IFOMPT: Safe Management Of People With Neck Pain And Headache: An Update
Neck pain is a highly prevalent condition that can lead to considerable pain, disability and economic costs. Cervical spine manipulation and mobilisation are frequently used in the management of neck pain and headache. Although very rare, serious adverse events following cervical spine treatment have been described in literature. The current hypothesis regarding these serious adverse events is that patients presenting with neck pain and headache who go on to develop a serious adverse event, such as a dissection, have an underlying pathology which is subsequently aggravated by treatment. Neck pain, headache, and/or orofacial symptoms are potentially often the first symptoms of an underlying vascular pathology (e.g. craniocervical artery dissection) or blood flow limitation. To identify a underlying vasculogenic contribution, physiotherapists and other musculoskeletal clinicians should have up-to-date knowledge about risk factors, signs and symptoms and should be able to perform a contemporary subjective and objective examination and clinical reasoning process. The IFOMPT Cervical Framework guides clinicians to assess the cervical spine for potential vascular pathologies before planning interventions. However, evidence suggests that musculoskeletal clinicians’ knowledge and skills regarding the identification of an underlying vasculogenic contribution to the patient’s complaints can be improved. Therefore, a contemporary approach regarding safe management of people with neck pain and headache will be presented in this IFOMPT webinar.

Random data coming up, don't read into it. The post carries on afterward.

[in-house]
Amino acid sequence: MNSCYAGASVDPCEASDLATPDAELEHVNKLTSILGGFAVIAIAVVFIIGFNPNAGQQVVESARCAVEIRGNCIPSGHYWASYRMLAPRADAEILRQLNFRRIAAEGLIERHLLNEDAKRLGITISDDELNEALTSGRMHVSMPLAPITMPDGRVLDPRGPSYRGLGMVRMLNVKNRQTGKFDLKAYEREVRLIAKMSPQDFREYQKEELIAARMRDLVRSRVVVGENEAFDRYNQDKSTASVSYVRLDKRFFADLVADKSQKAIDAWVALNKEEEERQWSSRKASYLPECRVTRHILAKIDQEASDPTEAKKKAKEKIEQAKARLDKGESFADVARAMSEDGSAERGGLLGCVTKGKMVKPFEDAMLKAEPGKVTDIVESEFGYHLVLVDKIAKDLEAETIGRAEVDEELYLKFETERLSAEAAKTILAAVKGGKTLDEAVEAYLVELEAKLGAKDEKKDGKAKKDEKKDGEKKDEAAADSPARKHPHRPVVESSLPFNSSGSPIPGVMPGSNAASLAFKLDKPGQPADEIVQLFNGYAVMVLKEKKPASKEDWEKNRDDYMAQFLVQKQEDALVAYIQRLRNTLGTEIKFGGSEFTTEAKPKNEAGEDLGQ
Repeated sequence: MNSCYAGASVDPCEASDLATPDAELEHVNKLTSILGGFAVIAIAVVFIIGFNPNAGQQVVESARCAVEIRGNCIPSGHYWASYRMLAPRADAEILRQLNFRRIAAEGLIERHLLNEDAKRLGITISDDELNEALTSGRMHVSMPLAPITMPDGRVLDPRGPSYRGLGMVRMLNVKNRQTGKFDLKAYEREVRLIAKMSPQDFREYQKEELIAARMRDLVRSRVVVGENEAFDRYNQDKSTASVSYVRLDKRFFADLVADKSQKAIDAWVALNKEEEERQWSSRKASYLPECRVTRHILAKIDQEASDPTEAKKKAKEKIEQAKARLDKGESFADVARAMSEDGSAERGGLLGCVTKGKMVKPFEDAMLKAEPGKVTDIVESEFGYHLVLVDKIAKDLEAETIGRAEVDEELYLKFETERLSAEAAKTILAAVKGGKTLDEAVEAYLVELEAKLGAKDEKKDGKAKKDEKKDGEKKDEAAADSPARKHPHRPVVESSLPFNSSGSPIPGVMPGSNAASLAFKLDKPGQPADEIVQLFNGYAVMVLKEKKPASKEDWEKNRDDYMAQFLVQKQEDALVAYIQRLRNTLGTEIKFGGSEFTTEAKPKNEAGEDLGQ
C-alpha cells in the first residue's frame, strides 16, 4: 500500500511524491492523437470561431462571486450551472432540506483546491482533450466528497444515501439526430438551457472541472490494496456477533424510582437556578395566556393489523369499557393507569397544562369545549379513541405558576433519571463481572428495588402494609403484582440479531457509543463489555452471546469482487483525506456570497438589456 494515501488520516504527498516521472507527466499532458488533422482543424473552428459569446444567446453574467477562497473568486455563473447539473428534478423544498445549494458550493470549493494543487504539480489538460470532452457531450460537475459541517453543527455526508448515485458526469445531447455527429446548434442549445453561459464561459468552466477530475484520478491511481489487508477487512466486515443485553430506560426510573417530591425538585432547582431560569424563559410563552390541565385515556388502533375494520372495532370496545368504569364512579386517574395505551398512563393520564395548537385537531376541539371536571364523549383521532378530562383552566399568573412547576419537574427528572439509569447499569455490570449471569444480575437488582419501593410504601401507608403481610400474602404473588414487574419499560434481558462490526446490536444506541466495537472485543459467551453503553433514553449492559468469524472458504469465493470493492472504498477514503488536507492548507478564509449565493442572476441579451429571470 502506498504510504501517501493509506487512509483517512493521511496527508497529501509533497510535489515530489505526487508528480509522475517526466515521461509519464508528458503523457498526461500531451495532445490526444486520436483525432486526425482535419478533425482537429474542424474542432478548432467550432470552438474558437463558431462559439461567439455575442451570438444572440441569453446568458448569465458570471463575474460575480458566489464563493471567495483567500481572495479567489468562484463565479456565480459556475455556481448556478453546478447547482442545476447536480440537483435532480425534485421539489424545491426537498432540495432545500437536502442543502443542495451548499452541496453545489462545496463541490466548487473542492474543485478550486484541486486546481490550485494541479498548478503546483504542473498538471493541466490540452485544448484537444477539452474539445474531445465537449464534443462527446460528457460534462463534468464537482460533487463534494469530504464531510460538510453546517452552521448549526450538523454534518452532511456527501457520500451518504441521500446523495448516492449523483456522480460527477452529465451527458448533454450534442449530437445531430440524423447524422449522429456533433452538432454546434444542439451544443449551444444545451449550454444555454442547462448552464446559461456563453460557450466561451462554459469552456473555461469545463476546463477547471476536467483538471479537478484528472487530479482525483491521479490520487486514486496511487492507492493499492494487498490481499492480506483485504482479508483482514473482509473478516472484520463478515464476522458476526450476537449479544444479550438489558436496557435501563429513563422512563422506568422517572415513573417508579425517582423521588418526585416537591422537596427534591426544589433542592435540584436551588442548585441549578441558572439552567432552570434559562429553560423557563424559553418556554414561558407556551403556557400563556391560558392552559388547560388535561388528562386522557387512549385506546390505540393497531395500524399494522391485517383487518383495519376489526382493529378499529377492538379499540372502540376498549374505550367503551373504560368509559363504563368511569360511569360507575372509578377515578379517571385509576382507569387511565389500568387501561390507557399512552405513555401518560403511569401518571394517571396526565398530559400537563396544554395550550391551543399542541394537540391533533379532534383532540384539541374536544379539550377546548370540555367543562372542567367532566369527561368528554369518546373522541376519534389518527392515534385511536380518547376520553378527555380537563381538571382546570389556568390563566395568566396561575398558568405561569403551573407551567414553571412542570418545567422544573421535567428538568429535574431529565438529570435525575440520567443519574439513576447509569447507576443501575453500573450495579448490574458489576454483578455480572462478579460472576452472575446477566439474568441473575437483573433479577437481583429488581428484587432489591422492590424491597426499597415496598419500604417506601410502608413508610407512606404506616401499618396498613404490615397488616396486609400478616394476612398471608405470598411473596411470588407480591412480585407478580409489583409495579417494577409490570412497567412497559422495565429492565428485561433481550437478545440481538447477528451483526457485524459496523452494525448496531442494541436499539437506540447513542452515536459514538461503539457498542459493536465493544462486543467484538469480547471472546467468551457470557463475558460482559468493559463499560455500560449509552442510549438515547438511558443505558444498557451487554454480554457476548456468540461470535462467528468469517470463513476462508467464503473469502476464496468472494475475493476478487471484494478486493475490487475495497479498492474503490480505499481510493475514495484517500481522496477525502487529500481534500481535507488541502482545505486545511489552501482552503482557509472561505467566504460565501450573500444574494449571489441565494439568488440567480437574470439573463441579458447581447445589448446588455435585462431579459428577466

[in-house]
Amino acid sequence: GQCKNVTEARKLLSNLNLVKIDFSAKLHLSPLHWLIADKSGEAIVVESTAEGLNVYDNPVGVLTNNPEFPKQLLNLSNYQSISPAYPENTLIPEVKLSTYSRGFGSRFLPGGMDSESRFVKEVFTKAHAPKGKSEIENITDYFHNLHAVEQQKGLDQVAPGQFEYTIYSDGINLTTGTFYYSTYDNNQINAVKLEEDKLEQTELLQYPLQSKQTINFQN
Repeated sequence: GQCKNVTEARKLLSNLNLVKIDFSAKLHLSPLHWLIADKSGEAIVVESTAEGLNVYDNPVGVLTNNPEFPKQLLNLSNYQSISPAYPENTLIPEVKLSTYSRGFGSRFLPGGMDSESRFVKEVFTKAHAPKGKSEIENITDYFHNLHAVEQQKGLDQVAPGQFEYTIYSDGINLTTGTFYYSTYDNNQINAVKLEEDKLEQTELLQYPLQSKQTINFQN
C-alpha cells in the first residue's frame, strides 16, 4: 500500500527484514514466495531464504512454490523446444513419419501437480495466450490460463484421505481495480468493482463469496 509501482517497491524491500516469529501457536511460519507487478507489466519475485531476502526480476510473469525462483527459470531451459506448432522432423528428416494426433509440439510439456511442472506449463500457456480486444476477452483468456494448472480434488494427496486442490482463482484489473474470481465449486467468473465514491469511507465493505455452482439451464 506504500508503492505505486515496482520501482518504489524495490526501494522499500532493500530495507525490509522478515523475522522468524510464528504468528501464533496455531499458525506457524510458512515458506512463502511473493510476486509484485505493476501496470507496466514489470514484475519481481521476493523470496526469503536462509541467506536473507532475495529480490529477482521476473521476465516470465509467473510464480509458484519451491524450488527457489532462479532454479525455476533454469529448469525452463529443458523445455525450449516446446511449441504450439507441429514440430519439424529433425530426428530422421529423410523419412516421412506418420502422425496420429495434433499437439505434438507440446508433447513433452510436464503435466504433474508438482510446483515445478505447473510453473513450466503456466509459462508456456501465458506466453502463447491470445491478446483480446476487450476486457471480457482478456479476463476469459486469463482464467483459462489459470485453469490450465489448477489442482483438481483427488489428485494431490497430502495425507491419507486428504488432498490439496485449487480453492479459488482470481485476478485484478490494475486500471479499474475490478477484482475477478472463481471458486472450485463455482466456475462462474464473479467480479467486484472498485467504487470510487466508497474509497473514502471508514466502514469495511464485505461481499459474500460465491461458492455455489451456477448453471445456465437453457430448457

Gaining an understanding of a contemporary approach regarding safe management of people with neck pain and headache
Understanding risk factors, signs and symptoms
How to perform a contemporary subjective and objective examination and clinical reasoning process based on the IFOMPT Cervical Framework
Associate Professor at the HAN University of Applied Sciences in the Netherlands
HAN University of Applied Sciences in the Netherlands
Dr Nathan Hutting is an associate professor at the HAN University of Applied Sciences in the Netherlands. He also works as a physiotherapist in a private practice. He is a member of the executive committee of the Dutch Association for Manual Therapy, is the member organisation delegate of the Netherlands to IFOMPT, and is a member of the scientific college physical therapy of the Royal Dutch Society for Physical Therapy (KNGF).
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